Fred Wagner at IMS

This image of race starter and flagman Fred Wagner was originally published in the August 20, 1909 Indianapolis Star. It was part of the coverage of the first auto races at the Indianapolis Motor Speedway that began the previous day. Wagner was the top starter from the American Automobile Association (AAA). Here we see him studying the situation at the Speedway during the first day of racing.
Fred Wagner was the recognized premier auto race starter of America in the sport's early days. He was the first starter of the Indianapolis 500 and returned the following year only to engage in an argument with Indianapolis Motor Speedway President Carl Fisher - and to be dis-invited from playing the role in future "500's."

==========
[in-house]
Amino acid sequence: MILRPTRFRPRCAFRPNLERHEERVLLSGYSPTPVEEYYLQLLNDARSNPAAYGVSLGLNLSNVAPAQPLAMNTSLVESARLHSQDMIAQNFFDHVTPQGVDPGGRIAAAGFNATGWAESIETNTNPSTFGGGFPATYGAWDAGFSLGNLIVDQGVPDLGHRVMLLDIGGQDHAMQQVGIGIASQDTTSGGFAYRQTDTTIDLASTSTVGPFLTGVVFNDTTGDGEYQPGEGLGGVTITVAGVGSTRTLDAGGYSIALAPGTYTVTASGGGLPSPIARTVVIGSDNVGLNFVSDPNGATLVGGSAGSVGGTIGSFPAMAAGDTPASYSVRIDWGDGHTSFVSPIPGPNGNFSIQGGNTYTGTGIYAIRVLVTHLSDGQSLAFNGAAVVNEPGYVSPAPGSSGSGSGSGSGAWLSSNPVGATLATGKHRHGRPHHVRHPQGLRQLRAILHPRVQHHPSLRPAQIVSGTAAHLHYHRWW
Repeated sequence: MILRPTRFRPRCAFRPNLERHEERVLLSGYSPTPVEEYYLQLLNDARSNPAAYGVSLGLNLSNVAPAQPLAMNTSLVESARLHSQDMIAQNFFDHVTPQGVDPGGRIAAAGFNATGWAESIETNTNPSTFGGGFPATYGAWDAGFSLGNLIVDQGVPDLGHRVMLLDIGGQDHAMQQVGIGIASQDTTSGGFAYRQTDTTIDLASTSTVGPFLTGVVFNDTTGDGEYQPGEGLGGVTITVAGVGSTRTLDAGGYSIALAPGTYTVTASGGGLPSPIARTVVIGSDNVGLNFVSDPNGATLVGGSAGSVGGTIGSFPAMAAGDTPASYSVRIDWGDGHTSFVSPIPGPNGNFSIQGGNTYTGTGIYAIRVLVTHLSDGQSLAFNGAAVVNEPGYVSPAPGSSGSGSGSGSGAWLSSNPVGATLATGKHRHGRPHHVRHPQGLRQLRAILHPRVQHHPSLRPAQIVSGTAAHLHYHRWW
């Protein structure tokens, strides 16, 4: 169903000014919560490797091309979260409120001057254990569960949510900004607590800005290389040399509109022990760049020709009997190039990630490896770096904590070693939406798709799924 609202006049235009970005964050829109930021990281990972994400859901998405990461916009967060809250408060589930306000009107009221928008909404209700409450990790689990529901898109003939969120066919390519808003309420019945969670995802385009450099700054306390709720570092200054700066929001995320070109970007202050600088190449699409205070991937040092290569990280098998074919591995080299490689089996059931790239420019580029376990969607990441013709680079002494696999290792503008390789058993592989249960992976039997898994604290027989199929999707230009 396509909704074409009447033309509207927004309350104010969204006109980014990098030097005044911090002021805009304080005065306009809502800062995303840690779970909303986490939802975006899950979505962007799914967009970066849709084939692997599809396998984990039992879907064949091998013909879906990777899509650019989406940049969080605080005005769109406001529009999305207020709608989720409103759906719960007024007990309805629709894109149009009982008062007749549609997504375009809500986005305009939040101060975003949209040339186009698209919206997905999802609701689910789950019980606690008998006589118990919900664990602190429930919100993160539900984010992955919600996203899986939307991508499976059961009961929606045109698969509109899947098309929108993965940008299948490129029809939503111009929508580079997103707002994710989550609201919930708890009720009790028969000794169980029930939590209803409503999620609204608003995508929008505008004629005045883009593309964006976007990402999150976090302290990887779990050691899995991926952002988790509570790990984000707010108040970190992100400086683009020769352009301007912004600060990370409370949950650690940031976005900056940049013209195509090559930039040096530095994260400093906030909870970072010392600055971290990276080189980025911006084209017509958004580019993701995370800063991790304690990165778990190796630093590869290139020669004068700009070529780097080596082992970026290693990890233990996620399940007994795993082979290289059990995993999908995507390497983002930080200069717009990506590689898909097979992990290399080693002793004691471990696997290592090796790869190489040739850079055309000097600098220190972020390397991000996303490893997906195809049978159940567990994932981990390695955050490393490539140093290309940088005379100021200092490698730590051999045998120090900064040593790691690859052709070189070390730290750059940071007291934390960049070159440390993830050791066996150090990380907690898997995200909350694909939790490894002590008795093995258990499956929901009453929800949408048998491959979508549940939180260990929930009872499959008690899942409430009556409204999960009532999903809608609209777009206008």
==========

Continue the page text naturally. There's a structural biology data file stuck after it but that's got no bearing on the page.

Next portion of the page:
Wagner was the starter of choice for all the early major auto races in the United States during the infancy of auto racing. With the exception of the inaugural in 1904, Wagner started every Vanderbilt Cup race conducted on Long Island.
The role of the starter in those days not only involved displaying flags for starting, finishing and warnings during the contest, it was more of a director of operations role. Unlike today, there were no ear pieces connecting the "flag man" to race control through a communications system. The starter needed to make the judgments to provide order to the races.
Wagner was a character and penned his autobiography, "Saga of the Roaring Road," found elsewhere on First Super Speedway. As a memoir the book has its flawed recollections and outright exaggerations. Nonetheless Wagner is a wonderful personality among the pioneers of racing.

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